ReSET Blog
Blog · November 07, 2017 · AUTHOR: Udi Dorner

How Much Time Do Most People Take Looking For A Home

This blog was contributed by Julie Ingman of CDA Properties. See the original here. Want to become a contributor? Email

Often when I am showing homes to clients they will ask me, "Do most people look at this many homes?" They are worried they are spending too much time or whether it's "crazy" to buy  the second home they have seen. In reality, it seems like the perfect amount of time spent house-hunting is different for everyone, as well as choosing when is the best time to sell a house. Some people to feel uncomfortable making an offer before seeing several homes, whereas others want to grab a home they love before someone else gets it first!

I have had several buyers buy the second home they have seen, or otherwise make a decision early in their home search. With the internet and the ability to look through homes online, it's easier than ever to do some research and save time, as well as discover your likes or dislikes. You can get a good idea of the market rates for homes, your budget, and what sort of properties you can get for your money all without leaving the house! Because of this, most home buyers tend to be informed and know what to expect before they even start walking through homes.  Really, there is no right or wrong timeframe - what's important is to make a decision that's right for your family. Usually, if the home is right for you, it just feels good!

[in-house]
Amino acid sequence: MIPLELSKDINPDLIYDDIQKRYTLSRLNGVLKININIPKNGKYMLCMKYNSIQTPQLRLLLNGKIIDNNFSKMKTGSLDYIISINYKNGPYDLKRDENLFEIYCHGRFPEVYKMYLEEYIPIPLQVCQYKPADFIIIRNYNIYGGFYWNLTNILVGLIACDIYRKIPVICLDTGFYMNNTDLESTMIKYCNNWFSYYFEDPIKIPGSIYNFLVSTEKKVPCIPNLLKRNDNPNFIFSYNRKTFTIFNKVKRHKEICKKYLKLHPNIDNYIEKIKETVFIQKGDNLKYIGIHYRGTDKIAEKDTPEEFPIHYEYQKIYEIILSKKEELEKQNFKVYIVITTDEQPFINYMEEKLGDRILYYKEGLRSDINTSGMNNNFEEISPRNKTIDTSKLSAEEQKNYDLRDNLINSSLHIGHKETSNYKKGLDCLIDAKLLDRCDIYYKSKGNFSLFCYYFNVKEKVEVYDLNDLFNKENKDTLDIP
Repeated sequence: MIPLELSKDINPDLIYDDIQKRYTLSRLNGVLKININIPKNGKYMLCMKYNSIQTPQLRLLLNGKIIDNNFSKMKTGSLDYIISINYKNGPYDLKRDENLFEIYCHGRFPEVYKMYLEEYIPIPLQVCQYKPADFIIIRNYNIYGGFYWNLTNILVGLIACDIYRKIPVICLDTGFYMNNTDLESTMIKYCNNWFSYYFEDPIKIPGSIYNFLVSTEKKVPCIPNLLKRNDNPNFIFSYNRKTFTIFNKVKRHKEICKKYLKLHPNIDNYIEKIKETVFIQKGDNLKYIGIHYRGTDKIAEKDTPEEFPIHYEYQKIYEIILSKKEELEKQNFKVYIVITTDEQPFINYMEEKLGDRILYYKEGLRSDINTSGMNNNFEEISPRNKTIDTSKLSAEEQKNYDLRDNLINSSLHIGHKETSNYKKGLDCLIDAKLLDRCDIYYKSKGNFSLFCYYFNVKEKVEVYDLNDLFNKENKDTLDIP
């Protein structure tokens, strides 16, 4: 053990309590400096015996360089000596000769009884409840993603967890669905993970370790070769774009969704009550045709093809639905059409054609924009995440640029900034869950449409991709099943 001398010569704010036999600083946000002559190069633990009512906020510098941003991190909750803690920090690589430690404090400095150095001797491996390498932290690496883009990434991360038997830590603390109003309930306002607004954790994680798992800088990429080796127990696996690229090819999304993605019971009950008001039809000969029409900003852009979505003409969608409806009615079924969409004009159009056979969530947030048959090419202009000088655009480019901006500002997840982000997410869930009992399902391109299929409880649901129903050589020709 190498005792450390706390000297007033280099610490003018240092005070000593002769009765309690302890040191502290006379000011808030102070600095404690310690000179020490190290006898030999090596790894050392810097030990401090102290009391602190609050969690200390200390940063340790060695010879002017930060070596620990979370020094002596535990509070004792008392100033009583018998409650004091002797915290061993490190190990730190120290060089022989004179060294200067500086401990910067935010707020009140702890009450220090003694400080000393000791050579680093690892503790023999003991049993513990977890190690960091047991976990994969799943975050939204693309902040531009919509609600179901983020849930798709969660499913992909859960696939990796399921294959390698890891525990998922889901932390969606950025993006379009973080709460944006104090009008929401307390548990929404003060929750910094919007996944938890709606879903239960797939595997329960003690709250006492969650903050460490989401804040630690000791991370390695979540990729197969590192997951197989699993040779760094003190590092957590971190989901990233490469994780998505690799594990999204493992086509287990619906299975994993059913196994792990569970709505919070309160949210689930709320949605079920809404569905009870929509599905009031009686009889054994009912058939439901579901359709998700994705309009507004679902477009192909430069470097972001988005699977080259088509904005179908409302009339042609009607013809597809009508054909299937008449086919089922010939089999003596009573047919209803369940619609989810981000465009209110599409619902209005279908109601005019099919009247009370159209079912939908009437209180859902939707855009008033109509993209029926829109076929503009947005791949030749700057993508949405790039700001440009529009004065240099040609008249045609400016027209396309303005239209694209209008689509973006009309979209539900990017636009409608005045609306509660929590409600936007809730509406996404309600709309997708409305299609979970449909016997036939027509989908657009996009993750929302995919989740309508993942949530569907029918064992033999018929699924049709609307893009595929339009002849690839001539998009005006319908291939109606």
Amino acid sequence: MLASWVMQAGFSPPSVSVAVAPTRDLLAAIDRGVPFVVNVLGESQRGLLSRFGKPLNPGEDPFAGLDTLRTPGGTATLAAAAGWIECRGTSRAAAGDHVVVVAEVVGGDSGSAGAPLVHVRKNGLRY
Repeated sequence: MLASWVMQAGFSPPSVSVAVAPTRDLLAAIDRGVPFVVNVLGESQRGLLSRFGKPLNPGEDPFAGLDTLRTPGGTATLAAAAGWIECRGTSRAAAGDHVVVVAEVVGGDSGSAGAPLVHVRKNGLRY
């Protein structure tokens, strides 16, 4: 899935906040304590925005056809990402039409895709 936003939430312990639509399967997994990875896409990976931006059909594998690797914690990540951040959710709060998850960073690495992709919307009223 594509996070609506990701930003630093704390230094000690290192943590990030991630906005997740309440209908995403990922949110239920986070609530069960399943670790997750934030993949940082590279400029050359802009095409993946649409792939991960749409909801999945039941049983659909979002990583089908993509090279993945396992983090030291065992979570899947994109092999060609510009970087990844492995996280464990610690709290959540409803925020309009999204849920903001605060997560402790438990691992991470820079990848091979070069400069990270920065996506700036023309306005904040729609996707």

I recently saw an article written by the National Association of Realtors with a chart (below) where they surveyed to find the average length of time or number of homes people look at before they decide to purchase. However, don't worry if you don't fit in the average. My goal is to be sure my clients are happy with their home and find the perfect place to create lasting memories! The time spent looking for a home is not as important as finding a home that will make you happy.

The National Association of Realtors 

Image from The National Association of REALTORS.

Over three decades, the number of homes viewed during buyers’ home search process has decreased while the number of weeks that buyers search has increased. The Profile of Home Buyers and Sellers has collected data since 1987 on the length of the home search process and the number of homes viewed.

There has been a gradual move towards the midpoint in the home search process. Meaning, tightened inventory in recent years means there are fewer homes on the market and buyers must search longer for the right home. With fewer homes available, buyers also end up visiting fewer properties before making a decision.

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